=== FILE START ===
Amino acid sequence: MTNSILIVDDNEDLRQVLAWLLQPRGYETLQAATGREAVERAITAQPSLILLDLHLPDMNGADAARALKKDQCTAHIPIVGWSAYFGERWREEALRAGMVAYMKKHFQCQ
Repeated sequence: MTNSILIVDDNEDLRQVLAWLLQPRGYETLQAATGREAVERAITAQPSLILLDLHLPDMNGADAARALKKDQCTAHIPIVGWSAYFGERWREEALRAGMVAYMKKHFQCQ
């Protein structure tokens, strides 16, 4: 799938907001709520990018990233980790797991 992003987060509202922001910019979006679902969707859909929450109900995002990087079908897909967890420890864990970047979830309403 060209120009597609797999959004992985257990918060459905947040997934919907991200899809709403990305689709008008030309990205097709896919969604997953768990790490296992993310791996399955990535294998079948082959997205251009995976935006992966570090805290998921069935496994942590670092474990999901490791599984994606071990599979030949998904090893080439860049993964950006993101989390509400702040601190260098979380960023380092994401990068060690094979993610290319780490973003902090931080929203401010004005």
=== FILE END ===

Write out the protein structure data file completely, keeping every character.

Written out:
Amino acid sequence: MTNSILIVDDNEDLRQVLAWLLQPRGYETLQAATGREAVERAITAQPSLILLDLHLPDMNGADAARALKKDQCTAHIPIVGWSAYFGERWREEALRAGMVAYMKKHFQCQ
Repeated sequence: MTNSILIVDDNEDLRQVLAWLLQPRGYETLQAATGREAVERAITAQPSLILLDLHLPDMNGADAARALKKDQCTAHIPIVGWSAYFGERWREEALRAGMVAYMKKHFQCQ
């Protein structure tokens, strides 16, 4: 799938907001709520990018990233980790797991 992003987060509202922001910019979006679902969707859909929450109900995002990087079908897909967890420890864990970047979830309403 060209120009597609797999959004992985257990918060459905947040997934919907991200899809709403990305689709008008030309990205097709896919969604997953768990790490296992993310791996399955990535294998079948082959997205251009995976935006992966570090805290998921069935496994942590670092474990999901490791599984994606071990599979030949998904090893080439860049993964950006993101989390509400702040601190260098979380960023380092994401990068060690094979993610290319780490973003902090931080929203401010004005």